Reviewed by Mary McLaughlin, Ma-TESOL; M.S. SpEd
For the last several months the Oklahoma City Public School District (OKCPS) has grappled with tough decisions surrounding its impending $30 budget cut scheduled for the next school year. The OKCPS’s most recent decision warns that art students will likely suffer from a lack of critical funding.
Back in March, the OKCPS announced it would begin handling the budget crisis by eradicating 208 teaching positions and nearly 100 administration positions. Doing so, the OKCPS expects to save roughly $13 million in employment costs.
The next wave of cuts took place in May when Associate Superintendent Aurora Lora told KFOR News the OKCPS had decided to save an additional $10 million by:
- Synchronizing school times to achieve more efficient bus usage
- Postponing the purchase of new textbooks
- Limiting student tutoring services between school terms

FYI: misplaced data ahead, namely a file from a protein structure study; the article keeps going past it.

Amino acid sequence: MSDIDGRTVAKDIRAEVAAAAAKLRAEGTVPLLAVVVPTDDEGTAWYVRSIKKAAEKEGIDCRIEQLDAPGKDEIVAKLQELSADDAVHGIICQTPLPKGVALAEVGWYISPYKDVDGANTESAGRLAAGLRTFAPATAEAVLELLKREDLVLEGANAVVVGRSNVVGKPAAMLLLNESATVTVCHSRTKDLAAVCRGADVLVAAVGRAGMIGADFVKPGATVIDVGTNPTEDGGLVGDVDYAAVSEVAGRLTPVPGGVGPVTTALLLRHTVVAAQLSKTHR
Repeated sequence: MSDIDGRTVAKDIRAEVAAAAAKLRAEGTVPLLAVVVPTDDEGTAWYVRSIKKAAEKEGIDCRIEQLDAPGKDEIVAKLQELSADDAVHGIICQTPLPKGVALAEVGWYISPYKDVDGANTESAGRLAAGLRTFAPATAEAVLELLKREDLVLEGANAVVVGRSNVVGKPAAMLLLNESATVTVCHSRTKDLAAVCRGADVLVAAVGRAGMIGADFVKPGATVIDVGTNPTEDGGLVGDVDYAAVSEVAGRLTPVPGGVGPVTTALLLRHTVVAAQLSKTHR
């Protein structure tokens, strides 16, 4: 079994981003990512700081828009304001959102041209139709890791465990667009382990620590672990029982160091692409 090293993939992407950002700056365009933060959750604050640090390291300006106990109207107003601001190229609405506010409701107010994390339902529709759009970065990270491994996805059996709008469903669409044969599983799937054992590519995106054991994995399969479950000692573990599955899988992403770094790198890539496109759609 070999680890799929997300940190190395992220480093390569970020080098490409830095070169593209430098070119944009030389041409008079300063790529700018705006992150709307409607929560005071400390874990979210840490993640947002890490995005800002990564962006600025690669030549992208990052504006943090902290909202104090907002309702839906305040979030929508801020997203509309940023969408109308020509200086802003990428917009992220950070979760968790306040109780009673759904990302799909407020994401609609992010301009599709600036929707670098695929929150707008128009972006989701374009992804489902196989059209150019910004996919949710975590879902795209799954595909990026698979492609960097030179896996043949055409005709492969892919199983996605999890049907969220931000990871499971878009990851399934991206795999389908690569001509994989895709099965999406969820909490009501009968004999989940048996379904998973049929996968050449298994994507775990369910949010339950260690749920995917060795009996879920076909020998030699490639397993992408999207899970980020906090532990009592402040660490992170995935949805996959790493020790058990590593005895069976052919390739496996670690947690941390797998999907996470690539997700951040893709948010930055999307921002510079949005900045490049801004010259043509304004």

- Downsizing elementary school supplies
- Restricting athletic department spending
- Scaling back assistant coaching positions
- Curbing outside vendor contracts
- Halting all non-federally subsidized travel
Despite these drastic moves, the OKCPS still needed to cut future spending by $7 million. One month later, the OKCPS held a meeting with district principals to declare a 50% cutback for fine arts funding in an effort conserve approximately $200,000.
Some art teachers believe the decision may jeopardize the futures of their students, particularly those enrolled in Advanced Placement classes.
John Marshall High School art teacher Kyla Kaufman was quoted by KFOR News saying, “My students need to perform at the college level so they can get the credit they need and deserve. We need nice materials and equipment to produce college level artwork.”
Although concerned, Kaufman is already brainstorming up ways to supplement diminishing resources by incorporating recycled art and found object art into her curriculum.